by Noel Rude

Let us recall the serpent in Genesis. Is he the devil? It’s not clear in Genesis or in the Torah or the Tanakh, but it is clear here (Rev 12:9): “And the great dragon was cast out, that old serpent, called the Devil, and Satan, which deceiveth the whole world…” This character is introduced with a word play in Genesis (Gen 2:25), “And they were both naked [עֲרוּמִּים ‘ărummîm],” and in the very next verse (Gen 3:1), “Now the serpent was more subtil [עָרוּם ‘ārûm] than any beast of the field which the LORD God had made.”


“Naked” in the Bible signifies poverty—of goods or of understanding—and the shame thusly associated (Job 1:21; Rev 3:17), and this applies to the newly created man and wife. They were like children, naked from their mother’s womb, and in need of being taught—the wife being especially susceptible to the wiles of the subtle serpent. She says (Gen 3:13), “The serpent beguiled me, and I did eat.”


If this is the devil, why is he pictured here as a serpent? Why not a roaring lion? Scripture links “speaking lies” with “the poison of a serpent” (Deut 32:33; Ps 58:3-4; etc.). In Genesis this creature does not go forth as a fearsome beast—rather he comes with crafty deception. For Paul, Adam and Eve typify Christ and the church (Eph 5:30-32), and therefore Paul can write (1Tim 2:14), “And Adam was not deceived, but the woman being deceived was in the transgression.” In this sense Adam eats of the forbidden fruit because he is not willing to see his wife expelled from the garden herself all alone. Adam had been in the garden at the right hand of his Father, but when God made for him a woman he said (Gen 2:24), “Therefore shall a man leave his father and his mother, and shall cleave unto his wife: and they shall be one flesh.” This isn’t just my wild fantasy (even if it is a fantasy), it was also that of our old nemesis, Doctor Martin R. De Haan, in his 1966 Portraits of Christ in Genesis.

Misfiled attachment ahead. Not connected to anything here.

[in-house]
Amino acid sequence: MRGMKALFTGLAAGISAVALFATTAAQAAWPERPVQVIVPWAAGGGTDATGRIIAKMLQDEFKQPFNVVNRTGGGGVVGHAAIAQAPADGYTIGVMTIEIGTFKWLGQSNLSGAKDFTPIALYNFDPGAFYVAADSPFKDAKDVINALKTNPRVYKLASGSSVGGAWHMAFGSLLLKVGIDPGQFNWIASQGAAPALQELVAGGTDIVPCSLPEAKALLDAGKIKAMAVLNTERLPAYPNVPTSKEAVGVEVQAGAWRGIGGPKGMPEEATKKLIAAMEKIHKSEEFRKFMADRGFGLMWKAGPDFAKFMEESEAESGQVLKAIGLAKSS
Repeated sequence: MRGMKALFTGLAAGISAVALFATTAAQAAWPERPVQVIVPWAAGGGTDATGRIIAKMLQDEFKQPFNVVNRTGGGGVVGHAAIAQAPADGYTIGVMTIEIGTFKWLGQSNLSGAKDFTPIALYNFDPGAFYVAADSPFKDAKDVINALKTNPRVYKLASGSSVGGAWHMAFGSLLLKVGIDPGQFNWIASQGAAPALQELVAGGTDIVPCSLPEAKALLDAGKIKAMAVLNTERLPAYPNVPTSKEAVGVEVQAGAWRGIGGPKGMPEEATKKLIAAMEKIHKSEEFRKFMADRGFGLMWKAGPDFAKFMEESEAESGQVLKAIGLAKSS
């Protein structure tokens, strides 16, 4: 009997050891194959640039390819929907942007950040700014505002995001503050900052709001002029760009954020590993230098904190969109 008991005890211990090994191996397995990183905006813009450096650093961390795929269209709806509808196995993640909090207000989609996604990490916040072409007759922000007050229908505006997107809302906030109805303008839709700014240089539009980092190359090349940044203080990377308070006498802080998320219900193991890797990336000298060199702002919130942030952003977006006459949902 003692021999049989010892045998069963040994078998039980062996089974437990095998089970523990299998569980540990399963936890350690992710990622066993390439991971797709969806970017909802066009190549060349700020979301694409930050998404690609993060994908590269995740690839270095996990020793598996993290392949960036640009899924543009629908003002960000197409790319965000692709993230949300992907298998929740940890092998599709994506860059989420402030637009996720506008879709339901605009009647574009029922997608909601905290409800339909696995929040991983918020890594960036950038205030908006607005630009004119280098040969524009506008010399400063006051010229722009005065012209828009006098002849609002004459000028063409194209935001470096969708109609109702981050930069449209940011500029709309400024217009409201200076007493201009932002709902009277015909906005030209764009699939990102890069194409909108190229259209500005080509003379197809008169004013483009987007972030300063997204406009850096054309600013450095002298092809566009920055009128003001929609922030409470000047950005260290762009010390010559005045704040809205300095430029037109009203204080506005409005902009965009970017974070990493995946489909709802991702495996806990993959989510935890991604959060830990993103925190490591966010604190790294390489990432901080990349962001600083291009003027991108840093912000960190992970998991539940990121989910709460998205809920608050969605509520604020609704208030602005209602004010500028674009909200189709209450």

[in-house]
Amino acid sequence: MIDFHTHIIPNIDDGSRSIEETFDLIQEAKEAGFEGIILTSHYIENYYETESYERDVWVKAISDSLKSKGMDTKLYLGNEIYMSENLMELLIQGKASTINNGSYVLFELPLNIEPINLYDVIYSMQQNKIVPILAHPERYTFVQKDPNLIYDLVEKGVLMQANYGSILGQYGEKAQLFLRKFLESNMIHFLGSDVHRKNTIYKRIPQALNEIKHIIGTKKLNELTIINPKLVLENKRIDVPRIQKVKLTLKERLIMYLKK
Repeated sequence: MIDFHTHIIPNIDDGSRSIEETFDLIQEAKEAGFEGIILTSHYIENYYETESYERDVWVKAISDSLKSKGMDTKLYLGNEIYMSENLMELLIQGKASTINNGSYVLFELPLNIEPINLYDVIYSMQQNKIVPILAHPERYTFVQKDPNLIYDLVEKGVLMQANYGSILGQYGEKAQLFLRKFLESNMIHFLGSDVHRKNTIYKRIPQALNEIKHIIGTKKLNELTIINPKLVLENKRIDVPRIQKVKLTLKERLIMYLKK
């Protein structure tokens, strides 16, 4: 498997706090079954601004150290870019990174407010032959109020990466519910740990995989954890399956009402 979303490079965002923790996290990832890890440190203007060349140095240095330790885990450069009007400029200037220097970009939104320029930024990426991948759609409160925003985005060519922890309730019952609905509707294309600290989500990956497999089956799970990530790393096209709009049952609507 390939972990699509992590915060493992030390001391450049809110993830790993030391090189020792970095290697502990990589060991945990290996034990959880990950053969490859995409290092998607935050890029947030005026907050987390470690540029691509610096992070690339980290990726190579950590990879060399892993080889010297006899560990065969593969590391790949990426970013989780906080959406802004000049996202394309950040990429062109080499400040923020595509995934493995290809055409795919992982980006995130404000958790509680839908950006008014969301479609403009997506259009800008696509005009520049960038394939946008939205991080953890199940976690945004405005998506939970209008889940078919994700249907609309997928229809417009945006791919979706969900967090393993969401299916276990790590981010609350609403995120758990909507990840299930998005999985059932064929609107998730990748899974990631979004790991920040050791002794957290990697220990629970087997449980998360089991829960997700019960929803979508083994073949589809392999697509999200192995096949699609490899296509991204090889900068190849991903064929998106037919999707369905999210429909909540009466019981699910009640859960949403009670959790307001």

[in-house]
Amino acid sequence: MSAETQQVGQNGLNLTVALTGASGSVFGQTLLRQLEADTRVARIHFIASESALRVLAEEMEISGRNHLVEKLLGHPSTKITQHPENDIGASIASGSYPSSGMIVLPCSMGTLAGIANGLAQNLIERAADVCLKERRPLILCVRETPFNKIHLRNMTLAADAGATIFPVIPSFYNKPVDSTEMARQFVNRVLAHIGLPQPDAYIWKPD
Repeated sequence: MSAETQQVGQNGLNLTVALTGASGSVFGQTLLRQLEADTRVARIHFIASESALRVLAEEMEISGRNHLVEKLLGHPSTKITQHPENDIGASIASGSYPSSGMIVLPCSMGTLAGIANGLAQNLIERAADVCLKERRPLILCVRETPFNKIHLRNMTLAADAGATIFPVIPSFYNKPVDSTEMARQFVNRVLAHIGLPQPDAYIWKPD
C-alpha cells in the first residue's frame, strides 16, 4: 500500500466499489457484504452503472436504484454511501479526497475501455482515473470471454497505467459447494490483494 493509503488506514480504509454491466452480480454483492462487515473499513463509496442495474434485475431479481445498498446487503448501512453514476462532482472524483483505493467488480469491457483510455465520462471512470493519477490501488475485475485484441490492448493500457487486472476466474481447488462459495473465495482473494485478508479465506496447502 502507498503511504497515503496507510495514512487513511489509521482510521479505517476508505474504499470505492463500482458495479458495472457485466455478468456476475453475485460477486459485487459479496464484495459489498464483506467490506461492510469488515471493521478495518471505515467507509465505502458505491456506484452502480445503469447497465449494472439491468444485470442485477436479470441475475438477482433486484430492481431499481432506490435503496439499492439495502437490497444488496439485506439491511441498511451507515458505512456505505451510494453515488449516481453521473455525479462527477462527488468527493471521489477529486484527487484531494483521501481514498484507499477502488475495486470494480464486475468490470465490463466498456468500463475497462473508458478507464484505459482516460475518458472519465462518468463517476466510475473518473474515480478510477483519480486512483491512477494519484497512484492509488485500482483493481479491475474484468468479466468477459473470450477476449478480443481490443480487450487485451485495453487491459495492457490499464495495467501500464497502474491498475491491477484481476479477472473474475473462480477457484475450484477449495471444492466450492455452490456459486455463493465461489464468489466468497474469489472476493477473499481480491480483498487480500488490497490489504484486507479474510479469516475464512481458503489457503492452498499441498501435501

When it says (Gen 3:1), “Now the serpent was more subtil than any beast of the field which the LORD God had made”, the sense is that the serpent was one of the beasts of the field that Adam named (Gen 2:19), “And out of the ground the LORD God formed every beast of the field, and every fowl of the air; and brought them unto Adam to see what he would call them: and whatsoever Adam called every living creature, that was the name thereof.”


What is man and the son of man (ben Adam)? David says (Ps 8:6), “Thou madest him to have dominion over the works of thy hands; thou hast put all things under his feet…” This is one of the most quoted verses in the New Testemant (1Cor 15:26; Eph 1:22; Heb 2:8; etc.). What was it that God put under his feet? Next two verses: “All sheep and oxen, yea, and the beasts of the field; The fowl of the air, and the fish of the sea, and whatsoever passeth through the paths of the seas.”